And like his music, most people won't be able to stomach this book. But those who can will learn things. It will change your understanding of music.
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5 of 7 people found the following review helpful By A Customer on January 2, 1999
Format: Paperback
This book is absolutely essential for anyone seeking to learn more about modern music and approaching music in an historical manner. Baily explains the role of improvisation in a variety of music forms and in the process helps the reader attain greater knowledge and appreciation of these various genres. The only section that is lacking is the one regarding rock 'n' roll, which focuses on Steve Howe of the band Yes, a rather insignificant artist in modern songwriting and rock music. Other than that, this book is a masterpiece.
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6 of 9 people found the following review helpful By Adam C. Hill on March 12, 2002
Format: Paperback
I'm a great lover of outside music, but
not a musician, and I found this book
very accessible and sharply written.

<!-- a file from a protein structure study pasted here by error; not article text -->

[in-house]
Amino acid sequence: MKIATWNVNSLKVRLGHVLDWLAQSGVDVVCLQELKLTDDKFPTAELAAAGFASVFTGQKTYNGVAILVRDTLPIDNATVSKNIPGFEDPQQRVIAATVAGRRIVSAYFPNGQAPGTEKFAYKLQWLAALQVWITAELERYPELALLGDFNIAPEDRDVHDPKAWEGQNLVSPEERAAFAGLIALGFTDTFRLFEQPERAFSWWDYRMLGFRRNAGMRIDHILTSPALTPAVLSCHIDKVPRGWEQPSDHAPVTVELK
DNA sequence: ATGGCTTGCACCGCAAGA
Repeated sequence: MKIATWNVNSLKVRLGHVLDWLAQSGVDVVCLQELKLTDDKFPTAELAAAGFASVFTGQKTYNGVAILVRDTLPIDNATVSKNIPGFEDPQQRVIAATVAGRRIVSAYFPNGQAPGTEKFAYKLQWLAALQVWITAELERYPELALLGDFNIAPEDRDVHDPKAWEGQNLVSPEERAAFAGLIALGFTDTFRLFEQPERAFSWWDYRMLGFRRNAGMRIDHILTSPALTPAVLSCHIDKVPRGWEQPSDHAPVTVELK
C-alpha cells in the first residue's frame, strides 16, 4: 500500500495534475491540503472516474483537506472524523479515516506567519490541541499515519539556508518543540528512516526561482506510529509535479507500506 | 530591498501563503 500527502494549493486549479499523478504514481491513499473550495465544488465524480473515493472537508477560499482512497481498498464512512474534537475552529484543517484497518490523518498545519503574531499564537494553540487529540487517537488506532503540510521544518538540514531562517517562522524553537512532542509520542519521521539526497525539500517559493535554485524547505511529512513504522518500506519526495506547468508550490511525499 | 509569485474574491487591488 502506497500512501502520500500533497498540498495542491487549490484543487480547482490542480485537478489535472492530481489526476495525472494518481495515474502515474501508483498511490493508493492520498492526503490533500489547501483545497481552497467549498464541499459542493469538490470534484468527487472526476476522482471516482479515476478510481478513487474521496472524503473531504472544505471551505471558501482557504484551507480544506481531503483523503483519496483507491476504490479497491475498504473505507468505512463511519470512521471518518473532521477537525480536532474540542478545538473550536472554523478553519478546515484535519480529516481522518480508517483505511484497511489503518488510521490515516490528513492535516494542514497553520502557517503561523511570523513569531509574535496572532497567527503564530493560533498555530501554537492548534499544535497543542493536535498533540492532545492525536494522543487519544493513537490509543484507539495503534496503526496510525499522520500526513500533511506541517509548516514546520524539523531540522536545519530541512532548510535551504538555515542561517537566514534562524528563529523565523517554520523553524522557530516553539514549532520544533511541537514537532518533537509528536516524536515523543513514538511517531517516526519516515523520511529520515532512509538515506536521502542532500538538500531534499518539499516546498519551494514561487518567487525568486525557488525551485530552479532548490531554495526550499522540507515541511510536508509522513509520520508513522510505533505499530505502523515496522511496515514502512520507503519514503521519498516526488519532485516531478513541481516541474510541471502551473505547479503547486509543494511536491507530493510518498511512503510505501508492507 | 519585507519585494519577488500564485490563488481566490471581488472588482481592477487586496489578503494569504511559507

Helps one find things to say about
music that so often 'scares' people
you know!
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2 of 3 people found the following review helpful By James E. Anderson on January 4, 2012
Format: Paperback
of one person's views on what is of value in music, and beliefs about the nature of improvisation and its place in society.

Quite hyperbolic and idiosyncratic in parts, so if you're looking for an academic study look elsewhere.

An example on p140: " In any but the most blinkered view of the world's music, composition looks to be a very rare strain, heretical in both practice and theory." ??? This statement after describing how a group of 7 improvising musicians all agreed that there was no essential difference between composing and improvising. Bailey, it seems, didn't get the fact that most written music stems from mental improvising or often improvising on an instrument and the fact that it is later notated is rather beside the point.

In fact Bailey wasted a lot of my time on discussing this false dichotomy, particularly when he used it to bag western classical music in general - it seems he had a rather large axe to grind.

The real value for me was in the fascinating and instructive interviews he conducted with musicians who improvised in various stylistic genres including baroque. It is for this aspect of the book that I give it 5 stars and thank Bailey very much for his time and effort.